1. Look for a class that offers the whole package: movement, breathwork, and meditation. The meditation and breathing parts of the equation are vital for making yoga an integral part of your life. Many of us have developed short, tight breathing habits, and yogic breathing reminds us to keep the breath low and slow. Meditation helps with mental acuity, memory, focus, and overall health benefits, including pain management.
Some classes focus entirely on meditation, and they may be great for you in addition to your regular asana practice. But the main reasons for all of that twisting and wriggling around in an asana class are to prepare you to sit comfortably for extended periods of time, to deepen your breath, and to relax for meditation. Even if meditation is your primary goal or interest, keep in mind that some movement before sitting, even if it’s just a short walk, can benefit your practice overall.
2. A little gear helps. Having your own yoga mat is good for both hygienic reasons and as a reminder to unroll it at home for personal practice. Clothes that are stretchy and comfortable also help to make the class more comfortable. I’ve had people show up for class in tight jeans, shorts that are way too revealing in wider-leg poses, and even skirts—any of which can inhibit you in your practice. Keep in mind when choosing what to wear that many movements in yoga classes require bending forward and lying down.
3. Arrive for class 10 minutes early and let your teacher know if you have special physical needs or injuries. I don’t know how many times I’ve had a new student arrive right at class time and tell me after the class, “Oh, by the way, I have a cervical fusion,” or “It’s hard for me to sit that way because of my hip replacement.” Had I known beforehand, I would have offered them different options during the class. Teachers need to know in order to help.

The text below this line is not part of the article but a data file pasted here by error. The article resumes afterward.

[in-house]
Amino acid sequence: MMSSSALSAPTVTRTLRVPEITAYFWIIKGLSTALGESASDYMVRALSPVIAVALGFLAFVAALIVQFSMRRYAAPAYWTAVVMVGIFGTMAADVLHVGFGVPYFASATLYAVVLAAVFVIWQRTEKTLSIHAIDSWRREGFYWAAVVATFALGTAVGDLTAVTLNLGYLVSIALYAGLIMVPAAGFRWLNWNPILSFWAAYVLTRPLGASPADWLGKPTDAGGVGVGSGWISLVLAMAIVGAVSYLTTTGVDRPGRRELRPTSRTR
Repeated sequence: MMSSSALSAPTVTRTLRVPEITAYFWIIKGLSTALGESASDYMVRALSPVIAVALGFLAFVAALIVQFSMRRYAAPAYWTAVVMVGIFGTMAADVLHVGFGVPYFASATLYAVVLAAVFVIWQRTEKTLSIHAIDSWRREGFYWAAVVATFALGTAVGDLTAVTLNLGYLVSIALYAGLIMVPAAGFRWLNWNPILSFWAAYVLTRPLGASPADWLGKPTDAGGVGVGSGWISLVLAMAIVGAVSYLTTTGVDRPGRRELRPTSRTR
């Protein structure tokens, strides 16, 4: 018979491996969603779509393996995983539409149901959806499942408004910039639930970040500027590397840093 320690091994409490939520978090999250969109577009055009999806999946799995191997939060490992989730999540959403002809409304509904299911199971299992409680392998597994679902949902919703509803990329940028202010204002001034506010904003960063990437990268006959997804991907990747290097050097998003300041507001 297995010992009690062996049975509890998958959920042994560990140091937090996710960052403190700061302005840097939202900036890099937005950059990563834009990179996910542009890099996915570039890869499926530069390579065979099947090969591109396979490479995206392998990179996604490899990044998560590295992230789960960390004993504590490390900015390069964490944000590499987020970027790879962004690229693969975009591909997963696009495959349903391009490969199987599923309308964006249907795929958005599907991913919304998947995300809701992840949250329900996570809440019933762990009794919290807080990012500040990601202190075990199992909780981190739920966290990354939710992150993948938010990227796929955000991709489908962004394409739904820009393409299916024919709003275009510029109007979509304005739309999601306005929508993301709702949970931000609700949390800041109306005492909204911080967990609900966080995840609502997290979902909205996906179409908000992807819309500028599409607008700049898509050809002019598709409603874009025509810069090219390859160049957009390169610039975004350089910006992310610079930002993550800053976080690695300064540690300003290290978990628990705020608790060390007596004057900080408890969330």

4. Remember that even a little practice can make a big difference. Try to find 10 to 20 minutes a day, the earlier the better so that your yoga doesn’t get back-shelved when you get busy. You can do a short online class, or even just do a few simple stretches each day. Of course, if you have more time, you could choose a longer class, but keep in mind that even a little bit of yoga can make a big difference when done regularly. Making yourself feel guilty about not practicing for a full hour every day may discourage progress and continuity. Think of your new yoga adventure as a seedling and gently encourage it to flourish.
5. Practice the poses you find challenging, as well as the poses and movements that are easy for you. In home practice, no one’s going to know if you avoid poses that remind you of your tight hamstrings or the weakness in your arms. Make a point of working on at least one pose that you find challenging each week at home.
Finding a yoga practice that’s right for you at this time in your life is well worth the effort. Most importantly, look for a practice that speaks to you, because sticking with it is how we deepen the neural grooves that help us enjoy the vitality and clarity that yoga brings the rest of our lives.